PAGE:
Likewise, an eager reader may benefit from consuming books on a Kindle, which also provides a dictionary to help with any words a child doesn’t know. It’s environmentally friendly and usually cheaper to buy books for e-readers.

However, there is no substitute for time focused on an individual child’s learning, from a teacher a parent or a tutor. Apps target broad audiences, so if your child is finding something difficult, or lacks confidence, there is no one at the end of the app to explain it to your child.

Take for example a child struggling with subtraction or division. If he or she gets the sum wrong on the app, they can go back to the start and just keep pressing until they get it right. Will they have learned the underlying method for arriving at the right answer? Probably not. In addition, if they keep getting the answer wrong it might reinforce the idea that they are ‘bad’ or ‘useless’ at maths, thus deflating self esteem even further.

Parents and tutors can work on areas of strength and weakness in an individual child, and most importantly, explain the method behind the maths, or explain in detail what a word means, and how we might use it in language.

Often confidence is a key issue in a child’s learning development, and teachers and tutors will verify that most children don’t learn in a linear way, but in spurts, sometimes forgetting what they’ve learned or losing confidence. It takes time and a great deal of patience, as well as a good understanding of a particular child’s way of learning.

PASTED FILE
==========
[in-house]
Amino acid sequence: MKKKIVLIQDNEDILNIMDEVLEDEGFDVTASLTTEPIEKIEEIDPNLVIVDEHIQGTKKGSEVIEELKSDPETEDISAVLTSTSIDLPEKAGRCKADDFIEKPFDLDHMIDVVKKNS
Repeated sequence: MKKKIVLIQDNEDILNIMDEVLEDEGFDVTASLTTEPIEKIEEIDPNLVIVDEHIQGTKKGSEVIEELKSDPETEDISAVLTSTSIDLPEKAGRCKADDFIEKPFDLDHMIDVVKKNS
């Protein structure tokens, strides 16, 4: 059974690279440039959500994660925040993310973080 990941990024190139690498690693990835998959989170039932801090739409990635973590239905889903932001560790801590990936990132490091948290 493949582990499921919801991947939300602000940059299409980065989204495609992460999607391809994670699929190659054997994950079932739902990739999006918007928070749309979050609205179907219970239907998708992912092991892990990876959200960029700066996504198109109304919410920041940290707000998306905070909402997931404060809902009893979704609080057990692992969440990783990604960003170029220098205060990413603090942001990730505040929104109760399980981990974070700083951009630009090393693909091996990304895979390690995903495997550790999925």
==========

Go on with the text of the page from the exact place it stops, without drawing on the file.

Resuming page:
Studies have also shown that in early years, online learning can restrict the senses too – with children not using smell or texture to learn about their environment.

Of course there is no doubt that technology is here to stay and is a benefit. Using apps to combine learning with fun, in short sharp doses, or to encourage a child to read, is a good way to reinforce or supplement classroom or home learning.

However, if you think your child is struggling with the basics in reading, writing and maths, there is no substitute for one to one help. After all, we are not the creation of technology, and as humans, we learn best from other people around us.

Top 10 parent tips for using apps for learning

  1. Decide how you want to use apps to improve your child’s learning.
  2. Check out which apps get the best rating from other parents.
  3. Review all apps before your child uses them. Is there too much music and animation that will distract from any learning?
  4. Set a time limit for learning using apps for each day. Learning online in short bite-size pieces is best.
  5. Don’t forget screen time should include ‘play’ and ‘fun’ not just learning, otherwise your child might be see technology as just another form of homework.
  6. Spend time talking to your child about what they’ve learned.
  7. If they’re using apps to learn maths, check they understand the methodology for getting the right answer.
  8. If they’re using apps for language, make sure they know how to sound out, say or pronounce a word.
  9. Work with teachers and tutors to choose apps that reinforce the curriculum – this could include science, biology and art too.
  10. Most educational apps are ‘ad free’ but use parental control settings to depress advertising and set time limits.